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Mo. Governor Nixon confirms he'll run for re-election

(Bill Greenblatt, UPI)
Missouri Governor Jay Nixon smiles as he delivers the annual State of the State address in the House of Represenatives chambers in the State Capitol Building in Jefferson City, Missouri on January 20, 2010.

UPDATED 5:51 p.m. Dec. 16, 2010:

Looks like Governor Nixon is comfortable in the top spot in Jefferson City - he's confirmed that he'll seek re-election in 2012.

Though Nixon confirmed his intentions with a "Yea" to the Associated Press today, his campaign says he's already raised about $1 million since the Nov. 2 elections, and Nixon said he's "committed" to running, he could still follow the precedent of former Republican Gov. Matt Blunt.

Blunt also had been raising money for a potential re-election bid in 2008 before shocking supporters by announcing that he would not run again.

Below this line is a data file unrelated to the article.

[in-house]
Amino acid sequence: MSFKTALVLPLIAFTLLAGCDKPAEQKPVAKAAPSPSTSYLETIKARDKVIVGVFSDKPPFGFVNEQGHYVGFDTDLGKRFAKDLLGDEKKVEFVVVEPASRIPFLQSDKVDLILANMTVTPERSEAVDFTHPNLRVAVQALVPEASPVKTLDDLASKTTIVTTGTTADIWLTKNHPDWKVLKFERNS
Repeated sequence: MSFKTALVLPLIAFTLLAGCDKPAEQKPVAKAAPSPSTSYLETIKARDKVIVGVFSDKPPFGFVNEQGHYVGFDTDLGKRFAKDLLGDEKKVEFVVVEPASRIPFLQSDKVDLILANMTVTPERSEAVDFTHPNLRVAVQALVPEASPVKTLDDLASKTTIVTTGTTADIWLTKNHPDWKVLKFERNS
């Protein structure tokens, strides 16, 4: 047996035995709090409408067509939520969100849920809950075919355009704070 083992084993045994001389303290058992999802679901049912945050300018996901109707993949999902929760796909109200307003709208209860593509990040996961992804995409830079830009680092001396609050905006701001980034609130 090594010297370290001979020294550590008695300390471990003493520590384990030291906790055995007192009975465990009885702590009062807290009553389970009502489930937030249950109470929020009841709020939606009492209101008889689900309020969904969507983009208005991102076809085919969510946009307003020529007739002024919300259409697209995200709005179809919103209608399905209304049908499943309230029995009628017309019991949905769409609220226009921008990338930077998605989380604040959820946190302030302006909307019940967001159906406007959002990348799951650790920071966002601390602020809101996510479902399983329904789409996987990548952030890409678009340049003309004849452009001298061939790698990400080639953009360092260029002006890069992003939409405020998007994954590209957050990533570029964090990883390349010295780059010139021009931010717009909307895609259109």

The key difference between Nixon and Blunt's statements?

Blunt had been careful not to ever definitively say he would run again.

Marvin Overby is a political science professor at the University of Missouri – Columbia.  He says it’s too soon to predict if Nixon will win again, but adds that he’s positioned well for a second run:

“He’s very well known to the voters,” Overby said.  “He’s been sort of a set piece on…the Missouri political stage for a couple of decades now…I think a lot’s going to depend upon sort of what happens nationally to the Democratic Party.”

Nixon defeated Republican challenger Kenny Hulshof in the 2008 governor’s race.  Prior to that, he served 16 years as Missouri Attorney General.

 “(Nixon) was elected with a good margin in 2008, (and) he’s dealing with a split partisan control of government, which I think has kept expectations down a bit,” Overby said.  “If you’re a politician, that generally works to your advantage.”

Overby highly doubts that any major Democrat would challenge Nixon in 2012, barring any further collapse in the economy or some unforeseen scandal.

And what about someone else vying for the spot?

Nixon has no official challengers  yet, but Republican Lt. Gov. Peter Kinder is expected to enter the race and announce his intentions by early January.

Marshal was a political reporter for St. Louis Public Radio until 2018.

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